‘What apprehension? We are ready for whatever’ – Moscow police chief on World Cup
Russia’s capital will play a unique role during football’s showpiece event in that it will be the only one of 11 host cities to have two host venues - Spartak Stadium and Luzhniki - meaning it will receive a higher concentration of fans during the tournament.
Luzhniki Stadium, Moscow’s newly-renovated 81,000 capacity sporting arena which reopened in September, will host the tournament’s opening game on June 14 and final, for which there has been a combined 222,000 ticket applications so far.
Speaking at a press conference at Luzhniki, Zakharov told the assembled world media there is no question as to the Moscow police force’s preparation for the influx of fans.
“It doesn't really matter to us how many fans will come. As many as come, we are ready to ensure their security during the World Cup,” Zakharov said.
Some sections of the British media have expressed concern for fans making the trip to Russia, with some even resorting to smear campaigns highlighting harsh violence and bleak conditions.
Zakharov was keen to dispel these fears, citing the arrival of Liverpool and Manchester United in their recent Champions League group games in Moscow.
“It is definitely safe for British fans to come here,” he said. “Those fans who arrived in Moscow last week for the Champions League matches, we deployed police to meet them, implemented all the measures according to the information we had. Everything will be secure. There is nothing to be afraid of.”
Liverpool played reigning Russian champions Spartak Moscow at Otkrytie Arena - which will be renamed Spartak Stadium for use at the World Cup - on Tuesday September 26.
Traveling fans were greeted with ‘Gentlefan Warm Welcome’ commemorative T-shirts in the style of their club’s jersey, and with the dates of previous meetings between the two sides printed on the back.
One day later, Manchester United arrived to take on CSKA Moscow at VEB Arena, where away supporters were greeted by Russia 2018 ambassador Viktoria Lopyreva, who helped hand out Gentlefan raincoats.
Lopyreva, who was also present at the press conference, was born and raised in the southern Russian city of Rostov-on-Don, and did the same when United visited her hometown last season to play Rostov in the Europa League.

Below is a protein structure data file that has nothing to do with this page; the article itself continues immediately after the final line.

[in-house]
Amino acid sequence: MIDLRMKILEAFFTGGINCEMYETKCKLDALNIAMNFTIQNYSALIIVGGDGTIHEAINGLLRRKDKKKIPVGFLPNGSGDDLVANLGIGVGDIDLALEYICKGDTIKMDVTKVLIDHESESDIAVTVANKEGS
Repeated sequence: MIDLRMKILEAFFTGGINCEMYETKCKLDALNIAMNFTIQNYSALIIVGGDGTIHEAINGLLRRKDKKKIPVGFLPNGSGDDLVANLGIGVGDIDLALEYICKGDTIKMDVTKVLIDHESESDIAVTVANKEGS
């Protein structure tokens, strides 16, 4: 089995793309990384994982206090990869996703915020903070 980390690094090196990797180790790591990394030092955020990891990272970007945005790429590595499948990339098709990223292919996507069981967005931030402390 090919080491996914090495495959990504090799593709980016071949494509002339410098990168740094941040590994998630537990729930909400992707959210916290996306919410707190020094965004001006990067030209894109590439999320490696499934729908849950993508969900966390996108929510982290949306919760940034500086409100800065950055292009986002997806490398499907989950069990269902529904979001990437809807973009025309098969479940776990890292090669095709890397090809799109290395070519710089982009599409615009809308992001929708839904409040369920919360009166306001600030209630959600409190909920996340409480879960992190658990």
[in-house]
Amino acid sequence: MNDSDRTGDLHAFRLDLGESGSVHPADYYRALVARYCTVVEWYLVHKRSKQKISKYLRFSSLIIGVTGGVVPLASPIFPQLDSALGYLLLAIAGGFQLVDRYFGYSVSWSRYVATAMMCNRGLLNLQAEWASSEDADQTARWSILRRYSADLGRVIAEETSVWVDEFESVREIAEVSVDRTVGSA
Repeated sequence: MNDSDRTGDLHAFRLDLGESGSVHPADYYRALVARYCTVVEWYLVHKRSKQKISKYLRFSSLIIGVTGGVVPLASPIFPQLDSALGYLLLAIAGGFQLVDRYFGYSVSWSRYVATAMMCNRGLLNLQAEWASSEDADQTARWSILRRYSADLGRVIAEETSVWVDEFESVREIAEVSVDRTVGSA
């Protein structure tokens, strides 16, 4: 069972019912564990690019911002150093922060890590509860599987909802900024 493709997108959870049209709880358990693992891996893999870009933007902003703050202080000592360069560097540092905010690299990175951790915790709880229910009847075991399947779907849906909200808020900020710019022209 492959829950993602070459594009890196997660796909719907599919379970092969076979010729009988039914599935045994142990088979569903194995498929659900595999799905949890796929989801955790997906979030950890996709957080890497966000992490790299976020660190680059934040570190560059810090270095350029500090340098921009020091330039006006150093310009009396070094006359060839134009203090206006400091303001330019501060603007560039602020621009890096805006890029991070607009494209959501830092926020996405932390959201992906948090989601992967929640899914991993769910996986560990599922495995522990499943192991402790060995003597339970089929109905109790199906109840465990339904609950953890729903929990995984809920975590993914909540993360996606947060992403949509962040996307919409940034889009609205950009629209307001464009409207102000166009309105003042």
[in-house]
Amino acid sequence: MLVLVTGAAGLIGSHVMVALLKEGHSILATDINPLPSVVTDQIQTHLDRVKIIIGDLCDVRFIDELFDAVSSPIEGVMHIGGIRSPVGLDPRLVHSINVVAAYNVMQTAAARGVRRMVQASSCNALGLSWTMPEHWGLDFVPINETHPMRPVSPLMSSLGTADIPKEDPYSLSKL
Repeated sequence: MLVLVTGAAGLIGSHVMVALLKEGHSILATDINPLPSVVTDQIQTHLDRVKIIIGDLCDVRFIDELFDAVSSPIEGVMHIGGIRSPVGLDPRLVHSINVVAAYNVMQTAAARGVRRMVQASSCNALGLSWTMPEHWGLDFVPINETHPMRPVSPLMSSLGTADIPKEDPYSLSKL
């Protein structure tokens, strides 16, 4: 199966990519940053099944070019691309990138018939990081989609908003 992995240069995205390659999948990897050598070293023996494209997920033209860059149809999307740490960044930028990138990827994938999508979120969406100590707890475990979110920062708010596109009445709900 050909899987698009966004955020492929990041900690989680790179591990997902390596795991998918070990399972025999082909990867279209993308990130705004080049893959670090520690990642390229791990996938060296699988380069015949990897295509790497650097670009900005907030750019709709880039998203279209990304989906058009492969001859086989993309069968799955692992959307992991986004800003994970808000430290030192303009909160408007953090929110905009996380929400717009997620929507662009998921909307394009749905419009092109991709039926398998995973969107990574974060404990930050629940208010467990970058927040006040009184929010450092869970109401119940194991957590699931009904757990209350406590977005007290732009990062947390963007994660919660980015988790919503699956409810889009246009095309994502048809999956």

“Because it was very cold in Rostov, we gave blankets to all supporters of Manchester United and somehow I believe that this very small but very warm gesture may have warmed up relations between the Russian and English fans,” she explained.
Relations between English and Russian fans haven’t always been so warm. Trouble between the two sets of fans dogged the Euro 2016 tournament in France, with violent clashes in Marseille making world news.
Since then, serious questions have been posed over safety measures in Russia, given the level of violence a portion of their ultras used in Marseille. Zakharov remained coy over his expectations of fan relations at Russia 2018, but dismissed Moscow police are apprehensive of a repeat of the scenes in France.
“What do you mean by apprehension? We are ready for whatever may happen, but English fans are just like Russian fans. They are welcome to come here. Personally, I'm certain that everything will be fine,” he said.
“In central Moscow, which is the area where most fans will be, we have a special division with the Moscow police department. It's called tourism police. Our police officers who work for this division, they speak foreign languages, so they will be explain to visiting fans what are the rules for proper behavior here.
“During the World Cup we will have a few ‘fan fest’ areas – areas that are specifically designated for people to come together, drink some beer, enjoy football together. Generally I don't expect any problems. We have enough police officers to deploy. I don't expect any difficulties.
“It's not like we're going to put someone on a plane home for just for drinking a little bit too much. In any case, whatever they do and however we respond will always be polite and very respectful in handling them.
“According to Russian law, it's OK to drink as long as you don't disturb public order. If there are any violations of public order, then the police will have to respond.”
Policing the tournament will be made easier by the Fan ID system which allows authorities to identify those present at matches, and which acts as visas for foreign match-goers, for whom they are an obligatory requirement.
Those simply wishing to soak up the matchday atmosphere in the city will not be obliged to apply for FAN ID, and will be welcomed with famous Russian hospitality – with the added bonus safe and competent security.
“Russia is a hospitable country, so if any fans want just to come – even if they don't have tickets for a specific game – of course they are welcome to come and they will be very secure,” Zakharov said.